Dr. Charles T. Tart on September 26th, 2011

I’ve been having a discussion with some spiritual people working toward a “trans-traditional spirituality,” and we’ve been talking about miracles.  Do they discourage even trying to develop a science, even a partial science, of spirituality, or can we fit them in somehow.  Since one of my main scientific interests, parapsychology, is about “miracles,” this is of great interest to me.

Let’s start with that word “miracle.”  The Shorter Oxford English Dictionary’s first definition is:

miracle /0ˈk(ə)l/ noun & verb. ME.

[ORIGIN Old French & Modern French from Latin miraculum object of wonder, from mirari, -are look at, wonder, from mirus wonderful.]

1 A marvellous event not ascribable to human or natural agency, and therefore attributed to the intervention of a supernatural agent, esp. (in Christian belief) God; spec. an act demonstrating control over nature, serving as evidence that the agent is either divine or divinely favoured.

I believe this is the way most people use the word “miracle,” a supernatural agent has demonstrated His/Her/Its control over nature, and it makes no sense given what we humans understand about nature and nature’s laws.

Let’s consider something very simple which I think we all believe science has established beyond any reasonable doubt.  If you take two atoms of hydrogen and one of oxygen and heat them enough, they turn into water.  Always.

A “miracle” would then be that you repeat the above and it doesn’t turn into water, as such an outcome is not ascribable to what we know on “natural agency.”  If someone credits God or the gods with fixing it so no water is formed, that’s the basic stuff of a “miracle.”

Putting such a result into more neutral language, you have some observations, in this case a zillion of them, that two parts hydrogen to one part oxygen, heated to some specified temperature, always turns into the stuff we call water.  We have also developed a conceptual system, chemistry, which makes this observation logically plausible and fits it in with a much wider collection of observations, the body of chemistry.

Ideal Science and Scientists and Reality:

Now I could describe the “ideal” scientist as always curious and not overly attached to any concepts, and to some degree some scientists tend to be like that (I hope I’m that way).  But coming back to ordinary human reality, we all tend to get attached to things that work practically and to things that make sense and so make us feel smart.  Who doesn’t like to feel that they are smart, understand how the world works, and can control it at least fairly well?

So probably most actual human scientists, faced with the observation of no water formed when there should have been water formed, jump to the conclusion that there was something wrong with the experiment, not that what they believe are basic laws of chemistry were violated, that there was a “miracle.”  And since we humans do make mistakes, it’s not a bad first conclusion, we could indeed have screwed up the experiment.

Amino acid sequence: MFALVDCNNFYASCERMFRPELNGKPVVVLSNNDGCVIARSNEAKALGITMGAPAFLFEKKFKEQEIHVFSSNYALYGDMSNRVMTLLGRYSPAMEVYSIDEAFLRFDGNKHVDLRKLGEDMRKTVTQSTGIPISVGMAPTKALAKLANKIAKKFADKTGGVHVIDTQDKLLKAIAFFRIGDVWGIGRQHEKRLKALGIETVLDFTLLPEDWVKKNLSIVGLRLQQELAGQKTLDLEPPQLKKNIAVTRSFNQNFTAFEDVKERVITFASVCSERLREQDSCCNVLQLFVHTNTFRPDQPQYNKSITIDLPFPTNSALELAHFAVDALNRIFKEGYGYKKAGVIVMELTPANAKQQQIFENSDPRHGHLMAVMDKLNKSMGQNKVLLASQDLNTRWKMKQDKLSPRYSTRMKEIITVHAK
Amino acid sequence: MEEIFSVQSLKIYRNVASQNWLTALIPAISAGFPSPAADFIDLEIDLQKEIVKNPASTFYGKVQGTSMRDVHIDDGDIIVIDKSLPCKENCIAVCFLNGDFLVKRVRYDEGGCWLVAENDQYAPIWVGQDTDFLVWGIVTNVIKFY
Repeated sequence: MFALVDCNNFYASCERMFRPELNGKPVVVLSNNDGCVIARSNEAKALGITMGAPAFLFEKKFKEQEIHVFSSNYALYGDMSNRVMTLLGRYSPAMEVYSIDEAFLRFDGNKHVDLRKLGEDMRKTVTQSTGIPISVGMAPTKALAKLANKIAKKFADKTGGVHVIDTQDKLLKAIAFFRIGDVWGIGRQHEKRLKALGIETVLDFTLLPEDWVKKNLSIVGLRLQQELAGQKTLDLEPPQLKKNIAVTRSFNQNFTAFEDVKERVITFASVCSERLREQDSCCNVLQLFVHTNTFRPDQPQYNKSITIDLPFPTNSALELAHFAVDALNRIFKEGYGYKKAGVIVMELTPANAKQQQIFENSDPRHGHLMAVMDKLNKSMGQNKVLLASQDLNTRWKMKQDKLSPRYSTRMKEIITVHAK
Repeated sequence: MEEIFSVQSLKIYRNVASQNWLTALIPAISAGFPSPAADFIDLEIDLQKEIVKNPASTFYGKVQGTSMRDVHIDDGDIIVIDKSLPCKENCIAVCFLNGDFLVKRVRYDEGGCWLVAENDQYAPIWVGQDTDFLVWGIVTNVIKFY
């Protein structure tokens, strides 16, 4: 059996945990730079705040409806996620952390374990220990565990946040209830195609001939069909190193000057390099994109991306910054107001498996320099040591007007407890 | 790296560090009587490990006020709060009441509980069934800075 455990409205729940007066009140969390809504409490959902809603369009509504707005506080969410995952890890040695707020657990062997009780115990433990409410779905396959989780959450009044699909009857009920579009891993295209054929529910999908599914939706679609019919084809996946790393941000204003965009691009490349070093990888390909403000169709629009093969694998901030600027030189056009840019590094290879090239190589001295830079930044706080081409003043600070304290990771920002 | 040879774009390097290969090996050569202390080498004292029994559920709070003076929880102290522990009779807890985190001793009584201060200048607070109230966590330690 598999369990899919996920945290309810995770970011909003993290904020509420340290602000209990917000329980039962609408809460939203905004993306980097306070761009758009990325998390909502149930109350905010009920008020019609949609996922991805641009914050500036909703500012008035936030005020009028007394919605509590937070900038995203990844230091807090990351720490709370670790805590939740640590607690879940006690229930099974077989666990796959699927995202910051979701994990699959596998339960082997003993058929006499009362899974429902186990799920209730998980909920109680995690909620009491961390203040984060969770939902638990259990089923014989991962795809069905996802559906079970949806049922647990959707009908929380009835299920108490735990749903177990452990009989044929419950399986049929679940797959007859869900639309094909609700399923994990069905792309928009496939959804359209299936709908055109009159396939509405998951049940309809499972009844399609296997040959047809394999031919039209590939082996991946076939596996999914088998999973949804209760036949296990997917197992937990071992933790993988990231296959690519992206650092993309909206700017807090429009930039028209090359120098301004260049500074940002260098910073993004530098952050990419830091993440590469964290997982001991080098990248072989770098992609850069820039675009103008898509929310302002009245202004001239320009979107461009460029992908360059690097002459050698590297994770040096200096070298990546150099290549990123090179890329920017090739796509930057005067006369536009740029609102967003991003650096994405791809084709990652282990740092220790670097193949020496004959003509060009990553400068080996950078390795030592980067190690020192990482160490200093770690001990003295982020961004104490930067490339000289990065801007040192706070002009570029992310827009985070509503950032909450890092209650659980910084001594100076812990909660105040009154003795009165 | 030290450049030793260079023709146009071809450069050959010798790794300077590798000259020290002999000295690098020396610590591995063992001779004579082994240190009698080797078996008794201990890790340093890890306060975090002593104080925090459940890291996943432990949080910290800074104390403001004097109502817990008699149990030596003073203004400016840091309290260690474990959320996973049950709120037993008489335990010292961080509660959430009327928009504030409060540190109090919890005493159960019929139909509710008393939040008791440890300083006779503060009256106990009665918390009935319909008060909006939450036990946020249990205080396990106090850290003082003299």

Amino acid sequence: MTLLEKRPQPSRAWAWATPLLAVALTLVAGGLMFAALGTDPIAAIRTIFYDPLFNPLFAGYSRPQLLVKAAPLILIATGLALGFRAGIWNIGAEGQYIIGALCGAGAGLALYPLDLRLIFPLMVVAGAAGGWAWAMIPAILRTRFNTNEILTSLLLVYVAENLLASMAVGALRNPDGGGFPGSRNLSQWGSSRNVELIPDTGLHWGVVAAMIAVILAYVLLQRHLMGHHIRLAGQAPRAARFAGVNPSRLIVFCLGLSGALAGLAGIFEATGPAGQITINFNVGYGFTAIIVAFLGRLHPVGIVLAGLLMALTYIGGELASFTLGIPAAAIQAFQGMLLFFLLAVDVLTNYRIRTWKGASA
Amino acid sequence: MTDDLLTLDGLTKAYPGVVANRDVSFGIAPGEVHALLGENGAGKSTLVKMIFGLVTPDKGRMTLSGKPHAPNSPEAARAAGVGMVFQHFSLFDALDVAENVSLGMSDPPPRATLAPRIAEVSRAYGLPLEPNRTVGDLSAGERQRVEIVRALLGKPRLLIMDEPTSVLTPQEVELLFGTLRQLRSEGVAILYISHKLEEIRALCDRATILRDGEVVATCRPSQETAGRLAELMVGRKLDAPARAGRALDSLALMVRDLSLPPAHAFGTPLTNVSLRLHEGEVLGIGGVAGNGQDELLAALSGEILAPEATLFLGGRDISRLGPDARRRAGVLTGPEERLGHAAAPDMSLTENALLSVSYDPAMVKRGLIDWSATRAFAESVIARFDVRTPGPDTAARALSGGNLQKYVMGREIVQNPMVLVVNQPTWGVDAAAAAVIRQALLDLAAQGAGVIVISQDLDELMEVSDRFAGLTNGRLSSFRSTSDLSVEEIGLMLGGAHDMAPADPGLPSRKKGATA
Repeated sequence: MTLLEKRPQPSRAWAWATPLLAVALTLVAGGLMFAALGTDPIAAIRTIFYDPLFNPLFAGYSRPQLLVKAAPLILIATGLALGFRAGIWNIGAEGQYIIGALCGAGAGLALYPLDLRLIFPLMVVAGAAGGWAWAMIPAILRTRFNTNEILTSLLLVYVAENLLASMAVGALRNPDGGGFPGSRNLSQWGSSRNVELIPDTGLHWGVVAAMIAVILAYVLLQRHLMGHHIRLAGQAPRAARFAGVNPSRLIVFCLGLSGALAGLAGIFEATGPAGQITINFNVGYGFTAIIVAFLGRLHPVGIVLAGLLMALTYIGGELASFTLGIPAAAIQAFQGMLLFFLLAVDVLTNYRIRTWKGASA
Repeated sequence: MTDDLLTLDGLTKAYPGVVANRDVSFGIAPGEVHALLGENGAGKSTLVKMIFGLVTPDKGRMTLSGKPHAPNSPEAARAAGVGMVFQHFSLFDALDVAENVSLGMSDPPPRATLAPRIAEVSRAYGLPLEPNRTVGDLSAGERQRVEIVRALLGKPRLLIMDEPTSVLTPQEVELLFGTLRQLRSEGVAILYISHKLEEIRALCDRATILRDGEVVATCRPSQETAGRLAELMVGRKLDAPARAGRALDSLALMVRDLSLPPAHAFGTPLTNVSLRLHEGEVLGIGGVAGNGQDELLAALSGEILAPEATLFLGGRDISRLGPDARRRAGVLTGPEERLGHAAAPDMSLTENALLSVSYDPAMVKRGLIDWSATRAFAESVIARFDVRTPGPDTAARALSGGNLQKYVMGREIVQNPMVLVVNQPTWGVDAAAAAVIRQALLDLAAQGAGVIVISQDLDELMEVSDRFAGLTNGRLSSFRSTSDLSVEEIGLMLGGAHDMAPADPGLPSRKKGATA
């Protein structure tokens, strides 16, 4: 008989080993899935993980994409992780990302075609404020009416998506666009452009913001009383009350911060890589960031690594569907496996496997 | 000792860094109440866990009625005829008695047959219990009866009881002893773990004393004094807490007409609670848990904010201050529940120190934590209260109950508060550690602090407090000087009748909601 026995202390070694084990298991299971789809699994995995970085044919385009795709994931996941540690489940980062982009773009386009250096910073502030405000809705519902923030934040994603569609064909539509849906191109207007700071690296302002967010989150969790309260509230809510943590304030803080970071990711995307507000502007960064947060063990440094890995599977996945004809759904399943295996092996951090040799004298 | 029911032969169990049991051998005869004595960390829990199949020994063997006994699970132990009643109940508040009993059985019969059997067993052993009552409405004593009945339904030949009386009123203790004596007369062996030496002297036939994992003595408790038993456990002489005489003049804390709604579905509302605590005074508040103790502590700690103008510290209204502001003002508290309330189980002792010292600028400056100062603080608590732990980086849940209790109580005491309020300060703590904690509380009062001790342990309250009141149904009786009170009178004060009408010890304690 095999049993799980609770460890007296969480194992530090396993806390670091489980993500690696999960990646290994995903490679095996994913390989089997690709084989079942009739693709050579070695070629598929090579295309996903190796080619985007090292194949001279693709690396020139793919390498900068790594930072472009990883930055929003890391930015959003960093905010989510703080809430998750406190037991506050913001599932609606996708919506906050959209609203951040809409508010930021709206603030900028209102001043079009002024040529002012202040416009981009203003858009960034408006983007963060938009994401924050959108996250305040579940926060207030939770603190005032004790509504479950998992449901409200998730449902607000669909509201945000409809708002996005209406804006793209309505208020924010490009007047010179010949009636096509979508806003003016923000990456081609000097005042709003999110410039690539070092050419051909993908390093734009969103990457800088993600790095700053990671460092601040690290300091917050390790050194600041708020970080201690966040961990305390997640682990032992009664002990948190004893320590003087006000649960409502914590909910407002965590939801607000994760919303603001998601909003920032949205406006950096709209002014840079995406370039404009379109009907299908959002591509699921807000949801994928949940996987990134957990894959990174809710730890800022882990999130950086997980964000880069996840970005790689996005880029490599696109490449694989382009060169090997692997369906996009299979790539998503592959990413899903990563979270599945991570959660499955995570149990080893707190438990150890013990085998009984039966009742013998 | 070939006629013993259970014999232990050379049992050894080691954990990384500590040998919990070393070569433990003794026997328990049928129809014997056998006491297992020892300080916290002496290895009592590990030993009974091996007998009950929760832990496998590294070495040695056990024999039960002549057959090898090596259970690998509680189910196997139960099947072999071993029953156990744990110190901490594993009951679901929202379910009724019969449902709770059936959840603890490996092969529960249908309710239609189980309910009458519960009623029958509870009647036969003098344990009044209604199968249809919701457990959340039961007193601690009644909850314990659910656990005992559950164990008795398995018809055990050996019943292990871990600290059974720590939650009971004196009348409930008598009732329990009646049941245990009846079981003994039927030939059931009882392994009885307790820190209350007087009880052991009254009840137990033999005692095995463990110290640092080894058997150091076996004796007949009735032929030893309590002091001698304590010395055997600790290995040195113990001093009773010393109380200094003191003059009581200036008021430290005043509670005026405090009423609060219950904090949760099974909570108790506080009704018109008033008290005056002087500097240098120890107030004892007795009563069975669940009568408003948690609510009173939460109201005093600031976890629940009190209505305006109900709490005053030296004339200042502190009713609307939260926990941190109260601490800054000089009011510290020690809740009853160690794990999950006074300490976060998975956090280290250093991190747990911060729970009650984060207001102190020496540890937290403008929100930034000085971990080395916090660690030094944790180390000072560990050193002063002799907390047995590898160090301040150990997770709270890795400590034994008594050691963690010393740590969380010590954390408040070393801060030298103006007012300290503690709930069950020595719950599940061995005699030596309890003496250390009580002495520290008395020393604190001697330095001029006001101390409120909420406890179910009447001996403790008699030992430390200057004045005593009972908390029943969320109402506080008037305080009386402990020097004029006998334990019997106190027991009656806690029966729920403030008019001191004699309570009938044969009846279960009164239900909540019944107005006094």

So we do the experiment over and over and the “miraculous outcome” keeps happening, no water, even though we’ve carefully examined our apparatus, etc.

Well a lot of scientist will simply dismiss the anomalous results at this point rather than question their knowledge: it still must be some error even if they can’t figure out what that error is yet.  We will figure it out some day, of course.  This someday belief, applied to being unable to come up with a convincing physical explanation for something, is what philosophers long ago named “promissory materialism.”  Someday we will understand this and everything else in proper material terms.  The problem is that this is not science, this is “faith,” in the worst connotation of “faith.”  A principal requirement for something to be a scientific theory, according to many philosophers of science, is that a theory must be capable of being disproven.  Well you can never prove that X won’t be proven in the terms you prefer – chemistry, God, devils, little green UFOs, what have you – someday.

A practical example of this is the evidence for ESP.  Hundreds and hundreds of experiments show ESP manifesting, so the pseudo-skeptics then claim that ESP really means Error Some Place rather than Extrasensory Perception.

A very few scientists will find the failure of an experiment to conform to what we think are the laws to be really exciting and want to research it – like us parapsychologists.  After all, any parapsychology experiment comes down to setting up a situation where, given what we think we know about the physical world, nothing can happen.  Put two people in isolated rooms miles apart, have one look at a randomized deck of cards every minute while the person in the other writes down what she thinks the card is each time.  Given all we know about the physical world, you’ll get chance level scores, say 50% correct if the task is to guess red or black with ordinary playing cards.  Then some people average more than that, say 53%, long enough to be statistically significant, and we have evidence for ESP.  Yes, 50% of the time the receiving person is just guessing, but every once in a while they know what the correct card is…..very interesting.